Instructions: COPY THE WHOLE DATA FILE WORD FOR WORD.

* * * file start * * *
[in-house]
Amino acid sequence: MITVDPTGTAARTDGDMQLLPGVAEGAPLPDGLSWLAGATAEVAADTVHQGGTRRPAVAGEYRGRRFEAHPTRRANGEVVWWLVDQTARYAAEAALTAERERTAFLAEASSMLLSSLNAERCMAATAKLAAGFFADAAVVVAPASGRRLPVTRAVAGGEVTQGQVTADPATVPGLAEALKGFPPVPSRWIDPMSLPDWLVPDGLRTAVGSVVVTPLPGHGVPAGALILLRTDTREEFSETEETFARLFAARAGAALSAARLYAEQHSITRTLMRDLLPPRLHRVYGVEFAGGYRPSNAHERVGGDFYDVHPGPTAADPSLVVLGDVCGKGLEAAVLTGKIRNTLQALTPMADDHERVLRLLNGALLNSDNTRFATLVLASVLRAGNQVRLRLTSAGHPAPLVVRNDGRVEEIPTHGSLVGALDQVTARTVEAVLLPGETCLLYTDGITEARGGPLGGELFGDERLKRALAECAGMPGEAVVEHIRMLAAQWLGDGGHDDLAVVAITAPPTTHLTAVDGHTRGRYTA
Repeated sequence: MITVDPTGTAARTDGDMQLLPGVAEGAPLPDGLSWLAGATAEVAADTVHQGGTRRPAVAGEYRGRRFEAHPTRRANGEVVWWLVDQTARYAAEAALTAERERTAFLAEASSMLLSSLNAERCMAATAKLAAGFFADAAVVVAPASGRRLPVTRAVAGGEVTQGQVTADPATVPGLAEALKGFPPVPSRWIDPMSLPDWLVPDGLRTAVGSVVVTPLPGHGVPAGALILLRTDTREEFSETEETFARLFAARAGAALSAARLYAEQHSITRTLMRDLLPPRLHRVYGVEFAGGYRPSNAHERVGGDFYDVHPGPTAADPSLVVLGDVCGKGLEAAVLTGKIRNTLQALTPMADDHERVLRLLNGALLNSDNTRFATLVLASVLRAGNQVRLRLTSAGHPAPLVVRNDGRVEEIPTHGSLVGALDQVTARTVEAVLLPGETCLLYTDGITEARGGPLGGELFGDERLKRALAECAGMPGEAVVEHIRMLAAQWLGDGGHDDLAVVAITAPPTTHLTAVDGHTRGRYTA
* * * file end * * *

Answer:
[in-house]
Amino acid sequence: MITVDPTGTAARTDGDMQLLPGVAEGAPLPDGLSWLAGATAEVAADTVHQGGTRRPAVAGEYRGRRFEAHPTRRANGEVVWWLVDQTARYAAEAALTAERERTAFLAEASSMLLSSLNAERCMAATAKLAAGFFADAAVVVAPASGRRLPVTRAVAGGEVTQGQVTADPATVPGLAEALKGFPPVPSRWIDPMSLPDWLVPDGLRTAVGSVVVTPLPGHGVPAGALILLRTDTREEFSETEETFARLFAARAGAALSAARLYAEQHSITRTLMRDLLPPRLHRVYGVEFAGGYRPSNAHERVGGDFYDVHPGPTAADPSLVVLGDVCGKGLEAAVLTGKIRNTLQALTPMADDHERVLRLLNGALLNSDNTRFATLVLASVLRAGNQVRLRLTSAGHPAPLVVRNDGRVEEIPTHGSLVGALDQVTARTVEAVLLPGETCLLYTDGITEARGGPLGGELFGDERLKRALAECAGMPGEAVVEHIRMLAAQWLGDGGHDDLAVVAITAPPTTHLTAVDGHTRGRYTA
Repeated sequence: MITVDPTGTAARTDGDMQLLPGVAEGAPLPDGLSWLAGATAEVAADTVHQGGTRRPAVAGEYRGRRFEAHPTRRANGEVVWWLVDQTARYAAEAALTAERERTAFLAEASSMLLSSLNAERCMAATAKLAAGFFADAAVVVAPASGRRLPVTRAVAGGEVTQGQVTADPATVPGLAEALKGFPPVPSRWIDPMSLPDWLVPDGLRTAVGSVVVTPLPGHGVPAGALILLRTDTREEFSETEETFARLFAARAGAALSAARLYAEQHSITRTLMRDLLPPRLHRVYGVEFAGGYRPSNAHERVGGDFYDVHPGPTAADPSLVVLGDVCGKGLEAAVLTGKIRNTLQALTPMADDHERVLRLLNGALLNSDNTRFATLVLASVLRAGNQVRLRLTSAGHPAPLVVRNDGRVEEIPTHGSLVGALDQVTARTVEAVLLPGETCLLYTDGITEARGGPLGGELFGDERLKRALAECAGMPGEAVVEHIRMLAAQWLGDGGHDDLAVVAITAPPTTHLTAVDGHTRGRYTA